Kilgallen was publicly skeptical of the conclusions of the Warren Commission's report into the assassination of President Kennedy and wrote a number of articles on the subject.[28] She obtained a copy of Jack Ruby's testimony to the Warren Commission, which she published in August 1964 on the front pages of the Journal American,[29] the Philadelphia Inquirer,[30] the Seattle Post Intelligencer,[31] and other newspapers. Most of that testimony did not become officially available to the public until the commission released its 26 volumes of hearings and exhibits in November 1964, around the time of the first anniversary of the assassination.[32]


On November 8, 1965, Kilgallen was found dead on the third floor of her five-story brownstone. She had succumbed to a fatal combination of alcohol and barbiturates, possibly concurrent with a heart attack, according to medical examiner James Luke.[33] At the time of her death, Kilgallen and Richard Kollmar had been married for 25 years, and she left behind three children. Dorothy Kilgallen's funeral was at her parish church, St. Vincent Ferrer on Lexington Avenue. She was interred in a modest grave at Gate of Heaven Cemetery in Hawthorne, New York. She has a star in the Hollywood Walk of Fame on Hollywood Boulevard.[34]

The footstone of Dorothy Kilgallen in Gate of Heaven Cemetery

Conspiracy theory about her death

After her death, noted conspiracy theorist Penn Jones, Jr., claimed that Kilgallen had conducted an interview with Jack Ruby inside the Dallas courthouse where he was tried for the shooting death of Lee Harvey Oswald, without ever revealing the subject of their purported conversation. However, Jones never cited any sources or corroborating evidence in support of his claims. Moreover, Jones' assertion was vehemently denied by a number of persons who would normally have had knowledge of such an interview, including then assistant district attorney of Dallas, Bill Alexander, who characterized Jones' claim of an interview as "bull shit." Then-sheriff Bill Decker and Pulitzer Prize-winning reporter Hugh Aynesworth also dismissed Jones' claim as fiction.[35]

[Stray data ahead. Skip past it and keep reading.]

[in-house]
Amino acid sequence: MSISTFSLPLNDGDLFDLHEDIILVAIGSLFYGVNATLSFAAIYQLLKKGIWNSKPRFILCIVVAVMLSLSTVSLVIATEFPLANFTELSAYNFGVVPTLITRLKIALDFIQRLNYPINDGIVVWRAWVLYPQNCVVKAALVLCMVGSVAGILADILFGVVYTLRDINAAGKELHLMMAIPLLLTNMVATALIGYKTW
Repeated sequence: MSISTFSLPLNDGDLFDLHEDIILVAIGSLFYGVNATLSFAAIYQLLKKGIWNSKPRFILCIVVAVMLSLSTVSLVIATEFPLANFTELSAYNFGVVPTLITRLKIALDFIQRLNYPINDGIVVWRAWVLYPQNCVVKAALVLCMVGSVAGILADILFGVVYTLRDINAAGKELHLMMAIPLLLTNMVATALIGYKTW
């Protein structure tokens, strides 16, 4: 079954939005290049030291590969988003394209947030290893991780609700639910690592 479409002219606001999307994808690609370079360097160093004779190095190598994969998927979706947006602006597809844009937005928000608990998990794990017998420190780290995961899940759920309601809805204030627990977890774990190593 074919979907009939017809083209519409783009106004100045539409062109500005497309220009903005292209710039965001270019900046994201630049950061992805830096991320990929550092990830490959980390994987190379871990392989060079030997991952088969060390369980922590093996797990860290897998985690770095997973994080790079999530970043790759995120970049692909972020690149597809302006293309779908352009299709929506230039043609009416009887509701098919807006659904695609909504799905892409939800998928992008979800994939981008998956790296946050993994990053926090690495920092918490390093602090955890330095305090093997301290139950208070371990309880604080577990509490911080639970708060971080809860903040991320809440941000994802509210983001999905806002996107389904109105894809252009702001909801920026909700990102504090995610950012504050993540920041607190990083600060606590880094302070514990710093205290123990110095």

Jones made the alleged Jack Ruby interview the basis of a claim that Kilgallen was murdered in order to silence her before she could release supposedly explosive information about the Kennedy assassination. However, as with the claimed interview itself, this assertion has been widely dismissed. No evidence of murder has ever been produced. Kilgallen was known as a heavy drinker, according to Aynesworth.[35] The New York City medical examiner's office stated her death was likely a case of mixing barbiturates with a dangerous level of alcohol. The editor of Ramparts Magazine, a far left publication with a history of promoting conspiracy theories, and which gave considerable coverage to the unsourced Jones claims, felt obliged to add the disclaimer on the page it devoted to Kilgallen in the November 1966 edition: "We know of no serious person who really believes that the death of Dorothy Kilgallen was related to the Kennedy assassination."[35]


  • Sinner Take All (1936)
  • Fly Away Baby (1937)
  • Pajama Party (Uncredited, 1964)



  1. ^ a b
  2. ^ a b c
  3. ^ a b c
  4. ^
  5. ^ Israel, page 6
  6. ^ Israel, page 6
  7. ^ Israel, pages 6-7
  8. ^ Israel, pages 7-9
  9. ^ Israel, page 88
  10. ^ Israel, page 97
  11. ^ Israel, page 94
  12. ^
  13. ^ IMDB entry
  14. ^ Kilgallen, Dorothy. "The Voice of Broadway." New York Journal American. May 30, 1952.
  15. ^
  16. ^
  17. ^ a b c d at p.739.
  18. ^ The Body Beautiful at the Internet Broadway Database
  19. ^ a b c
  20. ^
  21. ^
  22. ^
  23. ^ legitimate source on Sam Sheppard's career specialty -- a Cleveland historical society
  24. ^
  25. ^
  26. ^
  27. ^
  28. ^ Read this article in its entirety and you learn that Kilgallen did write "a number of articles on the subject" even though a nationally known lecturer says they went nowhere.
  29. ^ New York Journal American August 18–20, 1964 front pages
  30. ^ Philadelphia Inquirer August 19–21, 1964 front pages
  31. ^ Seattle Post Intelligencer August 19–21, 1964 front pages
  32. ^ Rosenbaum, Ron (November 1983). "Pieces of the Puzzle" [a sidebar in an article titled] "Still On the Case". Texas Monthly pg. 156 Texas Monthly piece titled "Pieces of the Puzzle" on page 156 in November 1983 issue – one of many articles with the umbrella title "Oswald's Ghost."
  33. ^
  34. ^
  35. ^ a b c

External links